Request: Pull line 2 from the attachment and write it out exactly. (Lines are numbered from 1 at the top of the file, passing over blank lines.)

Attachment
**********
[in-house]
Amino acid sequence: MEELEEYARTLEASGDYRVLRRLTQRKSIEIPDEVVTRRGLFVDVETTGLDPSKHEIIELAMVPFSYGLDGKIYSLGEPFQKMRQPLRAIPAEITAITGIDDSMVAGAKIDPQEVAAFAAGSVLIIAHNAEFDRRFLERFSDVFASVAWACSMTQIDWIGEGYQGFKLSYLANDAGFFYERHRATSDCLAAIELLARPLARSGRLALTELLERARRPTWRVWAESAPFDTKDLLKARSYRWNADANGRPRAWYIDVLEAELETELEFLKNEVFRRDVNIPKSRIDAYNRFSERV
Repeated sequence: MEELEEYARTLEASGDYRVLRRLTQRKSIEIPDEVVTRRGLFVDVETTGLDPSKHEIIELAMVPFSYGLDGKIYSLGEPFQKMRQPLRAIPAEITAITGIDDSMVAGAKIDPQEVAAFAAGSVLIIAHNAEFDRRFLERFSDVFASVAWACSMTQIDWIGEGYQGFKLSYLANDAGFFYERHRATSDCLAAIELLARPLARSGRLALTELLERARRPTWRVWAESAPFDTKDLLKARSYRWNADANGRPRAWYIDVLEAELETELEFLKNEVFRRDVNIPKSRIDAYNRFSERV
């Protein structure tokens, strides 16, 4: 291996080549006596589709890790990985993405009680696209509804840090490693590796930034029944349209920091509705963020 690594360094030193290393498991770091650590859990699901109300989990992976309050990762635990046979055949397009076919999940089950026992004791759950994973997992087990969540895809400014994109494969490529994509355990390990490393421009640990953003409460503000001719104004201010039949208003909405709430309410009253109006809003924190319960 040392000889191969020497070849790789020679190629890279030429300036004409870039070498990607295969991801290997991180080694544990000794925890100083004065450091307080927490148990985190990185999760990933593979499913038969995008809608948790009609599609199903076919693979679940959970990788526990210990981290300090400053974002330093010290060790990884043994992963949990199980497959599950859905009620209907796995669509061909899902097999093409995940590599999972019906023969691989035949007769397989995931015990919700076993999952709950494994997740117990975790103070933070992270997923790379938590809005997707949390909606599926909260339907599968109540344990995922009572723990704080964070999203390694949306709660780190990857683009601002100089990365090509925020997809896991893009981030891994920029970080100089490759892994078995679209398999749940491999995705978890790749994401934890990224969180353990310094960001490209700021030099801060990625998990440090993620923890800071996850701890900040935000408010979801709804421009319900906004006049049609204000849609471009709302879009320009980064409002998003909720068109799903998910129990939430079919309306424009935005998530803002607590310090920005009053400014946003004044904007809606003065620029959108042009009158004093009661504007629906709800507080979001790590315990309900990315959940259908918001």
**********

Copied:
Amino acid sequence: MEELEEYARTLEASGDYRVLRRLTQRKSIEIPDEVVTRRGLFVDVETTGLDPSKHEIIELAMVPFSYGLDGKIYSLGEPFQKMRQPLRAIPAEITAITGIDDSMVAGAKIDPQEVAAFAAGSVLIIAHNAEFDRRFLERFSDVFASVAWACSMTQIDWIGEGYQGFKLSYLANDAGFFYERHRATSDCLAAIELLARPLARSGRLALTELLERARRPTWRVWAESAPFDTKDLLKARSYRWNADANGRPRAWYIDVLEAELETELEFLKNEVFRRDVNIPKSRIDAYNRFSERV